Hematologic infections Notes


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Plasmodium species (Malaria)

NOTES NOTES HEMATOLOGIC INFECTIONS GENERALLY, WHAT ARE THEY? PATHOLOGY & CAUSES Taxonomy ▪ Apicomplexan phylum protozoa → infectious hematological diseases Replication/multiplication ▪ Arthropod transmission Transmission ▪ Multiple life cycle stages (host-, vectordependent) DIAGNOSIS LAB RESULTS ▪ Blood smear: best intra-erythrocyte location diagnosis TREATMENT ▪ See individual infections SIGNS & SYMPTOMS ▪ See individual infections OSMOSIS.ORG 411
BABESIA osms.it/babesia PATHOLOGY & CAUSES RISK FACTORS ▪ Malaria-like parasitic infection ▫ Ixodes tick transmission ▪ Phylum Apicomplexa (same as Plasmodium, Toxoplasmosis) ▪ Common species ▫ Babesia microti most predominant (northeast, upper midwest United States) ▫ B. duncani (Western United States) ▫ B. divergens (Europe) ▪ Endemic area resident ▪ Endemic area travel, especially May– September ▪ Blood transfusion (last six months) ▪ Age > 50 ▪ Biologically male ▪ Asplenia ▪ Decreased immunity (malignancy, HIV/ AIDS infection, immunosuppressive drugs) ▪ Coinfection with Borrelia and/or Anaplasma ▪ Premature birth CAUSES COMPLICATIONS ▪ Ixodes scapularis tick: only recognized vector ▫ Same tick transmits Borrelia burgdorferi (→ Lyme disease; concurrently infects ⅔ babesiosis-infected individuals) and Anaplasma phagocytophilum (→ human granulocytic anaplasmosis; concurrently infects ⅓ babesiosis-infected individuals) ▫ Contaminated blood transfusion → rare human-to-human transmission ▪ Life cycle ▫ Two hosts: white-footed mouse, Ixodes tick (definitive) ▫ Blood meal → Babesia-infected tick sporozoites into mouse host → sporozoites directly invade mature mouse erythrocytes → sporogony (asexual reproduction; budding) → in blood, some parasites differentiate into male, female gametes → gametes unite → sporogonic cycle → sporozoites → tick bites human → 1–4 week incubation → sporozoites enter erythrocytes → sporogony ▪ Sporogony ▫ Asynchronous with host → no massive hemolysis (versus malaria) ▪ Tick’s nymph stage is most infectious 412 OSMOSIS.ORG ▪ ↑ occurence in anemic/parasitemic individuals ▫ Congestive heart failure ▫ Noncardiac pulmonary edema ▫ Acute respiratory distress syndrome ▫ Splenic infarct ▫ Splenic rupture ▫ Septic shock ▫ Myocardial infarction ▫ Disseminated intravascular coagulation ▫ Death SIGNS & SYMPTOMS ▪ Mostly asymptomatic, may persist undiagnosed months/years ▪ Blood-stage parasite multiplication → clinical manifestation ▪ Non-specific flu-like symptoms (misdiagnosis common) ▫ Fatigue (gradual onset) ▫ Fever, chills, sweats ▫ Headache, myalgia, arthralgia ▫ Anorexia, nausea ▫ Cough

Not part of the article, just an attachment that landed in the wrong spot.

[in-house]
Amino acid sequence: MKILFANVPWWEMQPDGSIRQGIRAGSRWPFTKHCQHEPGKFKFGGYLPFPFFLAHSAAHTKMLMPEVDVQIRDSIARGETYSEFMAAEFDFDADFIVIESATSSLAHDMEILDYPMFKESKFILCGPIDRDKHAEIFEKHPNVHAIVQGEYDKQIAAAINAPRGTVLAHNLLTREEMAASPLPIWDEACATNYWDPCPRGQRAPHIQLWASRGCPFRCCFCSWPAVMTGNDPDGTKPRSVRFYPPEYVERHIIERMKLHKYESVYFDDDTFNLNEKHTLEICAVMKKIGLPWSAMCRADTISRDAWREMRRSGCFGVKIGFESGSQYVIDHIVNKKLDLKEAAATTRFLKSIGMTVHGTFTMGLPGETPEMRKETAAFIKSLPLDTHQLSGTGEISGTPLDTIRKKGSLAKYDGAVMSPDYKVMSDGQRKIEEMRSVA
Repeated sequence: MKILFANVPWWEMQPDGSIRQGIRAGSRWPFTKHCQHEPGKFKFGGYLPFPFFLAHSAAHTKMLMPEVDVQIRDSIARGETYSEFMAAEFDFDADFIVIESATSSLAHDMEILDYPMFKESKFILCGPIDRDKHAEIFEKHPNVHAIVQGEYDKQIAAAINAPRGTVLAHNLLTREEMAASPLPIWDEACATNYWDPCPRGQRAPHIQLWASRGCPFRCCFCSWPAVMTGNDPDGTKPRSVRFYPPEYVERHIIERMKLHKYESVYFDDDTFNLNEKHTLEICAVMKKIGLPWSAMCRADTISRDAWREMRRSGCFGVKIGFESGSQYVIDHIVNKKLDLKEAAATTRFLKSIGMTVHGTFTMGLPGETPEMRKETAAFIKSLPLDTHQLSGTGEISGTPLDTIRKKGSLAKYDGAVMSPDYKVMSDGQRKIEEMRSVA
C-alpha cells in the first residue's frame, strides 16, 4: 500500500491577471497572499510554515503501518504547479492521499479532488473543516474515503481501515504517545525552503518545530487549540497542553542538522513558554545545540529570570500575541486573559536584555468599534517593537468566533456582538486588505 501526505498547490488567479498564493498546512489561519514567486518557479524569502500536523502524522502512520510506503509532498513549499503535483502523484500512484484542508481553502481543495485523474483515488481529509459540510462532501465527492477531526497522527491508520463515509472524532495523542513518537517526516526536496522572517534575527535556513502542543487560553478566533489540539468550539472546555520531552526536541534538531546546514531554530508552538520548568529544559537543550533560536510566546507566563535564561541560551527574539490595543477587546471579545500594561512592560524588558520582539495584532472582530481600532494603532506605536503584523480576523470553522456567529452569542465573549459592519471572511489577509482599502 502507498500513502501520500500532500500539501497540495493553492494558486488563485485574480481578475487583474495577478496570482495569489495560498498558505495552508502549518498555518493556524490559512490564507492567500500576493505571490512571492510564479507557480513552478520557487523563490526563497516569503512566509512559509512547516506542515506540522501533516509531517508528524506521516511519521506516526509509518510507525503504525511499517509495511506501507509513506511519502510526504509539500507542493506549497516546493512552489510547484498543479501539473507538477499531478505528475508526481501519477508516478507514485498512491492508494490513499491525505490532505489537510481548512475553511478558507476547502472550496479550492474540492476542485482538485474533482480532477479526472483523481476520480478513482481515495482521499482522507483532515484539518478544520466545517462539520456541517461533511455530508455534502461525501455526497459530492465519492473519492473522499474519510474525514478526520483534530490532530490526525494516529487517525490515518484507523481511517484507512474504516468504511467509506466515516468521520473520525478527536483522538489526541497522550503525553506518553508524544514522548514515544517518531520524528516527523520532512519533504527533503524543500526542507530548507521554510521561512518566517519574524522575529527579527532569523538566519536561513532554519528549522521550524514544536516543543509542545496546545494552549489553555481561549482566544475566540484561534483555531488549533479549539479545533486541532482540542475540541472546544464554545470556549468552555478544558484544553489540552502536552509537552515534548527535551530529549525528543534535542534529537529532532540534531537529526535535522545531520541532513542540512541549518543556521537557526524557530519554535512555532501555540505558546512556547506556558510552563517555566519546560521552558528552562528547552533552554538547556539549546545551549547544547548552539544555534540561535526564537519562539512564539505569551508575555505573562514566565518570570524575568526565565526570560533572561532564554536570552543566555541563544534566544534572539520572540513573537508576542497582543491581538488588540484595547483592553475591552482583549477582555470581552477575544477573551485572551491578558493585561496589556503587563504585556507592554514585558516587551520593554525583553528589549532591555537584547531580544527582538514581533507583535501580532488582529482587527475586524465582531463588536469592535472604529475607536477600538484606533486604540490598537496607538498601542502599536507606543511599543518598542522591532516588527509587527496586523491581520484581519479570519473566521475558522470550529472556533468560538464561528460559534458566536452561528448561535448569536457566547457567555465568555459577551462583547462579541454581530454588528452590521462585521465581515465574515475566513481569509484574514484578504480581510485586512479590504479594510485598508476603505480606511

Chapter 77 Hematologic Infections ▪ Severe manifestations include malaria-like illness (fever, fatigue, malaise) + hemolytic anemia manifestation ▪ B. microti case-fatality rate is 5% ▪ B. divergens infections case-fatality rate is 42% ▫ Disseminated intravascular coagulation, bleeding diathesis ▫ Acute renal failure ▫ Cardiopulmonary complications (e.g. hypotension, poor perfusion, pulmonary edema) OTHER INTERVENTIONS ▪ Severe disease (parasitemia > 4%) ▫ Antimicrobial + exchange transfusion Prevention ▪ Personal: avoid endemic areas; long pants, shirts minimize exposed skin ▪ Tick repellant on skin (e.g. DEET) ▪ Post-exposure tick checks ▪ No antibiotic prophylaxis DIAGNOSIS LAB RESULTS Blood smear ▪ Wright/Giemsa staining ▫ Thin: rapid, ↓ microscopy experience required ▫ Thick: ↑ accurate, ↑ microscopy experience required ▫ Pathognomic tetrad “Maltese cross” visible in erythrocyte Laboratory ▪ Thrombocytopenia ▪ Reticulocytosis ▪ ↓ Hematocrit ▪ ↓ Hemoglobin ▪ ↑ Lactate dehydrogenase ▪ ↓ Haptoglobin ▪ ↑ Liver function tests ▪ ↑ Creatinine Polymerase chain reaction (PCR) ▪ Speciation (useful for low-level parasitemia) Serology ▪ Immunofluorescent antibody testing; species specific TREATMENT ▪ Asymptomatic: no treatment MEDICATIONS ▪ Symptomatic disease: azithromycin + atovaquone OSMOSIS.ORG 413